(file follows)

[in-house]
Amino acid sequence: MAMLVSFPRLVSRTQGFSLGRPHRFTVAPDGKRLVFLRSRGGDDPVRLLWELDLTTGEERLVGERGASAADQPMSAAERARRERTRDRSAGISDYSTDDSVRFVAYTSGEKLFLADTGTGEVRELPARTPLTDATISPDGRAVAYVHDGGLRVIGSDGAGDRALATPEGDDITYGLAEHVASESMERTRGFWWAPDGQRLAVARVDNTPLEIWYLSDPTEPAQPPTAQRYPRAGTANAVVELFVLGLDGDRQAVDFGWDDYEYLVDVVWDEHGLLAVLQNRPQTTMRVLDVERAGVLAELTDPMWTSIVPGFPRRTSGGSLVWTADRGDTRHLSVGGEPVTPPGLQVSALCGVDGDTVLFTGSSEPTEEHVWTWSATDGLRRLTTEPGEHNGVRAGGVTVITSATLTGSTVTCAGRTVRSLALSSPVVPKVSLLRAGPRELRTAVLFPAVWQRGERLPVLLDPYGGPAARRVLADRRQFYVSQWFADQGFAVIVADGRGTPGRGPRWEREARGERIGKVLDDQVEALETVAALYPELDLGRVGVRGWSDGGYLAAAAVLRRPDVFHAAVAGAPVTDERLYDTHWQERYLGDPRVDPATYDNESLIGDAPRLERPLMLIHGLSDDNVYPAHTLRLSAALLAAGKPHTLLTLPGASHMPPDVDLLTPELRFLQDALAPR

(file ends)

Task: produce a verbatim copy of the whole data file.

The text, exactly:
[in-house]
Amino acid sequence: MAMLVSFPRLVSRTQGFSLGRPHRFTVAPDGKRLVFLRSRGGDDPVRLLWELDLTTGEERLVGERGASAADQPMSAAERARRERTRDRSAGISDYSTDDSVRFVAYTSGEKLFLADTGTGEVRELPARTPLTDATISPDGRAVAYVHDGGLRVIGSDGAGDRALATPEGDDITYGLAEHVASESMERTRGFWWAPDGQRLAVARVDNTPLEIWYLSDPTEPAQPPTAQRYPRAGTANAVVELFVLGLDGDRQAVDFGWDDYEYLVDVVWDEHGLLAVLQNRPQTTMRVLDVERAGVLAELTDPMWTSIVPGFPRRTSGGSLVWTADRGDTRHLSVGGEPVTPPGLQVSALCGVDGDTVLFTGSSEPTEEHVWTWSATDGLRRLTTEPGEHNGVRAGGVTVITSATLTGSTVTCAGRTVRSLALSSPVVPKVSLLRAGPRELRTAVLFPAVWQRGERLPVLLDPYGGPAARRVLADRRQFYVSQWFADQGFAVIVADGRGTPGRGPRWEREARGERIGKVLDDQVEALETVAALYPELDLGRVGVRGWSDGGYLAAAAVLRRPDVFHAAVAGAPVTDERLYDTHWQERYLGDPRVDPATYDNESLIGDAPRLERPLMLIHGLSDDNVYPAHTLRLSAALLAAGKPHTLLTLPGASHMPPDVDLLTPELRFLQDALAPR